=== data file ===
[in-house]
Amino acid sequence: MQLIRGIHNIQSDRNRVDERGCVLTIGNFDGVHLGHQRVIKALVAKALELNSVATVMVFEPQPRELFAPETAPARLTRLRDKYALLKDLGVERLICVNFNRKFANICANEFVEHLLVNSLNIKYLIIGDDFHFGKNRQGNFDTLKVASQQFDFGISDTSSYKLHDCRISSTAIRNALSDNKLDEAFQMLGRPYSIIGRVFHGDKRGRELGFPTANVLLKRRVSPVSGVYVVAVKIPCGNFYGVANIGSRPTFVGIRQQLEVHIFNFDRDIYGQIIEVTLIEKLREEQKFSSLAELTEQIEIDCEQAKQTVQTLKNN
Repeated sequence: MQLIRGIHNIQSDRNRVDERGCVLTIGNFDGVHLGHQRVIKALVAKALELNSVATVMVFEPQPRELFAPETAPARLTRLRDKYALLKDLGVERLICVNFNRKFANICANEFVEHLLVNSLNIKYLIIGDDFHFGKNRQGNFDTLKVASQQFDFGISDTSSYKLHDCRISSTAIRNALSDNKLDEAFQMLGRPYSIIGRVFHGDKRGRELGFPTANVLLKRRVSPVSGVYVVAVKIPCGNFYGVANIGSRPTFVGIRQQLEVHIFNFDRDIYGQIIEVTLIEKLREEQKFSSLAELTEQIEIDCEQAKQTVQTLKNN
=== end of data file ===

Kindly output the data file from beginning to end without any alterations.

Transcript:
[in-house]
Amino acid sequence: MQLIRGIHNIQSDRNRVDERGCVLTIGNFDGVHLGHQRVIKALVAKALELNSVATVMVFEPQPRELFAPETAPARLTRLRDKYALLKDLGVERLICVNFNRKFANICANEFVEHLLVNSLNIKYLIIGDDFHFGKNRQGNFDTLKVASQQFDFGISDTSSYKLHDCRISSTAIRNALSDNKLDEAFQMLGRPYSIIGRVFHGDKRGRELGFPTANVLLKRRVSPVSGVYVVAVKIPCGNFYGVANIGSRPTFVGIRQQLEVHIFNFDRDIYGQIIEVTLIEKLREEQKFSSLAELTEQIEIDCEQAKQTVQTLKNN
Repeated sequence: MQLIRGIHNIQSDRNRVDERGCVLTIGNFDGVHLGHQRVIKALVAKALELNSVATVMVFEPQPRELFAPETAPARLTRLRDKYALLKDLGVERLICVNFNRKFANICANEFVEHLLVNSLNIKYLIIGDDFHFGKNRQGNFDTLKVASQQFDFGISDTSSYKLHDCRISSTAIRNALSDNKLDEAFQMLGRPYSIIGRVFHGDKRGRELGFPTANVLLKRRVSPVSGVYVVAVKIPCGNFYGVANIGSRPTFVGIRQQLEVHIFNFDRDIYGQIIEVTLIEKLREEQKFSSLAELTEQIEIDCEQAKQTVQTLKNN